27. Koenderink J, van Doorn A. Colors of the Sublunar. i-Perception. 2017;8(5):2041669517733484. doi: 10.1177/2041669517733484 28989697

28. Hebart MN, Dickter AH, Kidder A, Kwok WY, Corriveau A, Van Wicklin C, et al. THINGS: A database of 1,854 object concepts and more than 26,000 naturalistic object images. bioRxiv. 2019:545954.

29. Griffin LD. Optimality of the basic colour categories for classification. Journal of the Royal Society: Interface. 2006;3(6):71–85. doi: 10.1098/rsif.2005.0076 WOS:000235712600007. 16849219

30. Breiman L. Random forests. Machine learning. 2001;45(1):5–32.

31. Zou H, Hastie T. Regularization and variable selection via the elastic net. Journal of the royal statistical society: series B (statistical methodology). 2005;67(2):301–20.

32. Ohta N, Robertson A. Colorimetry: fundamentals and applications: John Wiley & Sons; 2006.

33. Stockman A, Sharpe LT. The spectral sensitivities of the middle- and long-wavelength-sensitive cones derived from measurements in observers of known genotype. Vision Research. 2000;40(13):1711–37. doi: 10.1016/s0042-6989(00)00021-3 WOS:000087362500008. 10814758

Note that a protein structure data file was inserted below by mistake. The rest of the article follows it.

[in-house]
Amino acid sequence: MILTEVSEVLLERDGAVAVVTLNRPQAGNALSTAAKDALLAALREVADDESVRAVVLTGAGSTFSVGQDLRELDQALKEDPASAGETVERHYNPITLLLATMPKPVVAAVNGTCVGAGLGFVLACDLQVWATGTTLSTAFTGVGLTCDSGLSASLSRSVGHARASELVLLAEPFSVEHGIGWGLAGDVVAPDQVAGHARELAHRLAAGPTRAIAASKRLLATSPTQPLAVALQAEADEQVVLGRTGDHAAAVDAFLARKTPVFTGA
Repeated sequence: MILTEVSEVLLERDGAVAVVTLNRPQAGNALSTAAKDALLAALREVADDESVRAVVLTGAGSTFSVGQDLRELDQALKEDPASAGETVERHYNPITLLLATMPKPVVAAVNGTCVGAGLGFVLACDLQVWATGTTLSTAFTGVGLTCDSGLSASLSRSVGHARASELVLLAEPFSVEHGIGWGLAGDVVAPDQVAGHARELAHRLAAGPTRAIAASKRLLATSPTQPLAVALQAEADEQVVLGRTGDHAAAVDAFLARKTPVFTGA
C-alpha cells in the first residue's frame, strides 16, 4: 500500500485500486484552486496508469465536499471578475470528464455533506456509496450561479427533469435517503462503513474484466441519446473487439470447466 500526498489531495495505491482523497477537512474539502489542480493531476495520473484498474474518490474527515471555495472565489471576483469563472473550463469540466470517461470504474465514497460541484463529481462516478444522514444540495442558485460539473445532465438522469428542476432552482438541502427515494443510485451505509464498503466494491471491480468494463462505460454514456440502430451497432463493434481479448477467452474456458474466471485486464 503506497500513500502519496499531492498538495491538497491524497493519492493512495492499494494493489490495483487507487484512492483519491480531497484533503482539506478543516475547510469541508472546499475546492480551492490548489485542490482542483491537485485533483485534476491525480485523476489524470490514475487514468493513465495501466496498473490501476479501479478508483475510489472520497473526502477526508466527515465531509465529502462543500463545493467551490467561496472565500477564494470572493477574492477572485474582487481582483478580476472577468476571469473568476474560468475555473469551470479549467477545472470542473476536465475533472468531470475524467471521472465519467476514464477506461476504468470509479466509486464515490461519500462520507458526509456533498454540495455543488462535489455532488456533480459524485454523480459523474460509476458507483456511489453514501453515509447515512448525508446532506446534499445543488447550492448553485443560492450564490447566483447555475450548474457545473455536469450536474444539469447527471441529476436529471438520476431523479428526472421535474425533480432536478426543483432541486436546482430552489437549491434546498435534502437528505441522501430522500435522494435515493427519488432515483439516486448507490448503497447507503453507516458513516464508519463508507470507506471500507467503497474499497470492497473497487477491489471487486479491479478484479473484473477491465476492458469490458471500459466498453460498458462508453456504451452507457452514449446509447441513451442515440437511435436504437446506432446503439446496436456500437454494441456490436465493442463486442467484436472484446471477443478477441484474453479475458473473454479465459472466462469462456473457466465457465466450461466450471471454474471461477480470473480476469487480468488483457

34. Anderson M, Motta R, Chandrasekar S, Stokes M, editors. Proposal for a standard default color space for the internet—srgb. Color and imaging conference; 1996: Society for Imaging Science and Technology.

35. Koenderink JJ. Color Atlas Theory. Journal Of The Optical Society Of America A-Optics Image Science And Vision. 1987;4(7):1314–21. doi: 10.1364/josaa.4.001314 WOS:A1987J043300021.

36. Foss CE, Nickerson D, Granville WC. Analysis of the Ostwald color system. JOSA. 1944;34(7):361–8.

37. Griffin LD. Partitive mixing of images: a tool for investigating pictorial perception. Journal of the Optical Society of America A-Optics Image Science and Vision. 1999;16(12):2825–35. WOS:000088951800002.

38. Coxeter HSM. Introduction to geometry. 1961.

39. Griffin LD, Mylonas D. Categorical colour geometry. PloS one. 2019;14(5):e0216296. doi: 10.1371/journal.pone.0216296 31075109

40. Abdi H, Williams LJ. Principal component analysis. Wiley interdisciplinary reviews: computational statistics. 2010;2(4):433–59.

41. Vrhel MJ, Gershon R, Iwan LS. Measurement and analysis of object reflectance spectra. Color Research & Application. 1994;19(1):4–9.

42. Olkkonen M, Hansen T, Gegenfurtner KR. Categorical color constancy for simulated surfaces. Journal of vision. 2009;9(12):6–. doi: 10.1167/9.12.6 20053097


Článek vyšel v časopise

PLOS One


2019 Číslo 11